With all the problems in the world that can be addressed by buildings, a focus on human experience might seem like an ephemeral luxury, as something superfluous to the utility of buildings, or merely as a more complex way of talking about aesthetics. But it is important to ennoble human experience and contribute to solving the climate crisis. Making a measurable difference in the ways buildings use resources, in how buildings can fit in with nature, and in the satisfaction of occupants can be mutually reinforcing. A more integral, evolutionary approach transcends what has historically been unworkable, unsustainable, and life-degrading, and instead forwards what is workable, sustainable, and life-affirming.


Sergio Altomonte et al., “Ten questions concerning well-being in the built environment,” Building and Environment 180 (August 2020); Wouter van Marken Lichtenbelt, M. Hanssen, H. Pallubinsky, B. Kingma, and Lisje Schellen, “Healthy excursions outside the thermal comfort zone,” Building Research & Information 45, no. 7 (2017).


Willett Kempton, Daniel Feuermann, and Arthur E. McGarity, “‘I Always Turn It on Super’: User Decisions about When and How to Operate Room Air Conditioners,” Energy and Buildings 18,no. 3 (1992): 177–91.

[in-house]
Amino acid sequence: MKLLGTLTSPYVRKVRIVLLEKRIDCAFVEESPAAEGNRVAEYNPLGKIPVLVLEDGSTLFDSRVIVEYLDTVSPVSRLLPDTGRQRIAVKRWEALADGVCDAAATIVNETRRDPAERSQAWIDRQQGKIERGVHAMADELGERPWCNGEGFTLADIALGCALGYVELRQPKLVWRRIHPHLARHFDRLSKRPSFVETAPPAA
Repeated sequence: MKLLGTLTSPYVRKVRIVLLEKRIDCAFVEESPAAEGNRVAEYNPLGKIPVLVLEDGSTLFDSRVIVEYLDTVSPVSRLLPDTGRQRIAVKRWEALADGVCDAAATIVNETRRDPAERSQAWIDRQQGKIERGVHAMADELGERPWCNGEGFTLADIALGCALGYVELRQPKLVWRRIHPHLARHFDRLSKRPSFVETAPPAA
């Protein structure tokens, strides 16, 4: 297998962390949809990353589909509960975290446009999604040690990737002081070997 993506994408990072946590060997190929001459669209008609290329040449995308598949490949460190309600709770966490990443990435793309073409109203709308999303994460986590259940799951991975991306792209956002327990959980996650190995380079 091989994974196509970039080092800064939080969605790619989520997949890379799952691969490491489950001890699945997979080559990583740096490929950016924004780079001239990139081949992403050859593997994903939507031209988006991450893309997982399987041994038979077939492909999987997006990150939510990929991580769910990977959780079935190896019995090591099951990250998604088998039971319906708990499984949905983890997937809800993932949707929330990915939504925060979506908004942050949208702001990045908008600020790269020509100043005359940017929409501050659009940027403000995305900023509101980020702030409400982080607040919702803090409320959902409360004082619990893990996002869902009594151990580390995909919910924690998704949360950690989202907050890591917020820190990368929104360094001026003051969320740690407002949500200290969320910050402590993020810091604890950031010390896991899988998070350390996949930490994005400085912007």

Mark Mendell and Anna G. Mirer, “Indoor thermal factors and symptoms in office workers: findings from the US EPA BASE study,” Indoor Air 19, no. 4 (2009).


Lisa Heschong, Thermal Delight in Architecture (Cambridge, MA: MIT Press, 1979).


Mark DeKay and Gail Brager, Experiential Design Schemas (Novato, CA: ORO Editions, 2023).

After Comfort: A User’s Guide is a project by e-flux Architecture in collaboration with the University of Technology Sydney, the Technical University of Munich, the University of Liverpool, and Transsolar.

Architecture, Nature & Ecology, Technology
Climate change, Sustainability, Anthropocene, Environment
Return to After Comfort: A User’s Guide

Gail Brager, PhD, and is a distinguished professor of architecture in the Building Science, Technology + Sustainability program at the University of California, Berkeley, and is the associate director of the Center for the Built Environment, an Industry/University collaborative research center.

Mark DeKay is Associate Professor of Architecture, Chair of Graduate Architecture, and Director of Graduate Studies in the College of Architecture and Design at The University of Tennessee, Knoxville.